Who is this “Eve”? She is a hypothetical creature living tens of thousands of years ago; she allegedly lies somewhere in the evolutionary line of descent from Homo erectus to Homo sapiens sapiens; and she is the supposed source of all the varieties of mitochondrial DNA found in the world today. But she is not the Eve of Scripture; she is not the first female to be made in the image of God; she is not the woman created especially for Adam; and she is not the mother who bore Cain and Abel. The mitochondrial “Eve” issue is a good example of how the media can sensationalize a highly tenuous theory. To them, references to Eve and the Garden provide that additional twist to capture the public’s imagination, its attention, and thus its money. Upon further examination, calling this common ancestor “Eve” turns out to be a slap in the face of those people who respect the Word of God. Rather, ample valid scientific evidence exists to show the truth of human origins without having to embrace speculative and unscriptural ideas.
Avise, John C. (1989), “Nature’s Family Archives,” Natural History, pp. 24-26, March.
Bromling, Brad T. (1989), “Will Eden Ever Be Found?,” The Restorer, 9:6-7, February.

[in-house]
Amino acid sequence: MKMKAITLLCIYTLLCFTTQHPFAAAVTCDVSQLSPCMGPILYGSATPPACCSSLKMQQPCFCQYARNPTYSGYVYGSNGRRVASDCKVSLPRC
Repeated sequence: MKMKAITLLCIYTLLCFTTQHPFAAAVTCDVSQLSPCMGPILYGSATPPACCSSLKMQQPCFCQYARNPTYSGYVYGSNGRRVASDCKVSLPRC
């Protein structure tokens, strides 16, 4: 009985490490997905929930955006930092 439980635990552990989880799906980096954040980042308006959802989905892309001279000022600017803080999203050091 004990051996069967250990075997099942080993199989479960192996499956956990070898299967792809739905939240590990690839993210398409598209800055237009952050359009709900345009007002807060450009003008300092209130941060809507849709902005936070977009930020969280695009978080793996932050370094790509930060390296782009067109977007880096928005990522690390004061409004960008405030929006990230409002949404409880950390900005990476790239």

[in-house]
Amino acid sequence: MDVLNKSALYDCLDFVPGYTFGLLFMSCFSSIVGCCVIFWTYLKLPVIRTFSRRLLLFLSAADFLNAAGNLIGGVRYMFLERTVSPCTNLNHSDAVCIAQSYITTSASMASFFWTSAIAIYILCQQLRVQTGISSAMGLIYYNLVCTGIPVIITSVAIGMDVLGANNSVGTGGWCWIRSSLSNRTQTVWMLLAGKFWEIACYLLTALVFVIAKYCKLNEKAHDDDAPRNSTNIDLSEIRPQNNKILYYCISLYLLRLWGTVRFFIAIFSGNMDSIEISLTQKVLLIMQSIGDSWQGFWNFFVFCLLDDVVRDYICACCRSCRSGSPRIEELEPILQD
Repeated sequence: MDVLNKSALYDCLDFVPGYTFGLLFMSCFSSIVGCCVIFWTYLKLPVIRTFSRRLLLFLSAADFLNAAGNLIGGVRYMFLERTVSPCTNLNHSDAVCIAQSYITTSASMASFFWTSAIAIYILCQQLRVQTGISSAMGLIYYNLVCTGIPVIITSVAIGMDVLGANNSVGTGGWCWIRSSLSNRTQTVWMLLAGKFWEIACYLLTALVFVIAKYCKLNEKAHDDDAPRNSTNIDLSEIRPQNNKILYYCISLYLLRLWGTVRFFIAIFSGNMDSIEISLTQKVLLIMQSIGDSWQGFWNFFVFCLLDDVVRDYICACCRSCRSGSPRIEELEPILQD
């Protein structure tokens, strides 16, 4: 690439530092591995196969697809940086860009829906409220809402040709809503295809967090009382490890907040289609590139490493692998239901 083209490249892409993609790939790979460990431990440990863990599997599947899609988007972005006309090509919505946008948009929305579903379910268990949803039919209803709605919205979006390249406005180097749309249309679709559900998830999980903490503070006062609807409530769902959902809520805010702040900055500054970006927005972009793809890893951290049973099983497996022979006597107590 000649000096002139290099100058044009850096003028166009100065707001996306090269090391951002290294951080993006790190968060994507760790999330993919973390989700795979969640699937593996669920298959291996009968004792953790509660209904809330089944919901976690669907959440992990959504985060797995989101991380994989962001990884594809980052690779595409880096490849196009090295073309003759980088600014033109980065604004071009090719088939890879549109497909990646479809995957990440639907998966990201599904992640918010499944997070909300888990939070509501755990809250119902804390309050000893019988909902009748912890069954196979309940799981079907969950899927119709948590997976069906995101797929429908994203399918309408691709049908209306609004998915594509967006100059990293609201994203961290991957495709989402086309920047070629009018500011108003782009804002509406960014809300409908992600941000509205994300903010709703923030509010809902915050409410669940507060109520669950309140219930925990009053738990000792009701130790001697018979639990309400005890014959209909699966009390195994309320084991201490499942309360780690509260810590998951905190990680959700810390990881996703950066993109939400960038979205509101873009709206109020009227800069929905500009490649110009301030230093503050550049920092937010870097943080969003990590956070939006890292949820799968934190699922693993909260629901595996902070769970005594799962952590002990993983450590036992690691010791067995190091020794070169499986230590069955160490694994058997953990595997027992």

Cann, Rebecca L., Mark Stoneking, and Allan C. Wilson (1987), “Mitochondrial DNA and Human Evolution,” Nature, 325:31-36, January 1.
Denton, Michael (1985), Evolution: A Theory in Crisis (Bethesda, MD: Adler and Adler).
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Lemonick, Michael D. (1987), “Everyone’s Genealogical Mother,” Time, p. 66, January 26.
Lewin, Roger (1987), “The Unmasking of Mitochondrial Eve,” Science, 238:24-26, October 2.
Lewin, Roger (1988a), “Conflict Over DNA Clock Results,” Science, 241:1598-1600, September 23.
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Major, Trevor and Bert Thompson (1986), “Evolution, Creation, and the Fossil Record—[Parts I-III]” Reason & Revelation, 6:27-38, July/August/September.
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AUTHOR’S POSTSCRIPT, 1992
Research that purports to confirm Cann’s findings has appeared in the years since my article was published (e.g., Vigilant, et al., 1991). Meanwhile, Milford Wolpoff and others have continued to pit their fossils against the molecular data (see the debate in the April 1992 issue of Scientific American). More important, various geneticists have criticized the statistical basis of the “Eve” hypothesis. They have shown that other trees with non-African roots are possible, but that the variation among these computer-generated solutions is so great as to negate any conclusions about human evolution that might be based on mitochondrial DNA (e.g., Templeton, et al., 1992).
Templeton, A.R., S.B. Hedges, S. Kumar, and K. Tamura (1992), “Human Origins and Analysis of Mitochondrial DNA Sequences,” Science, 255:737-739, February 2.
Vigilant, Linda, et al. (1991), “African Populations and the Evolution of Human Mitochondrial DNA,” Science, 253:1503-1507, September 27.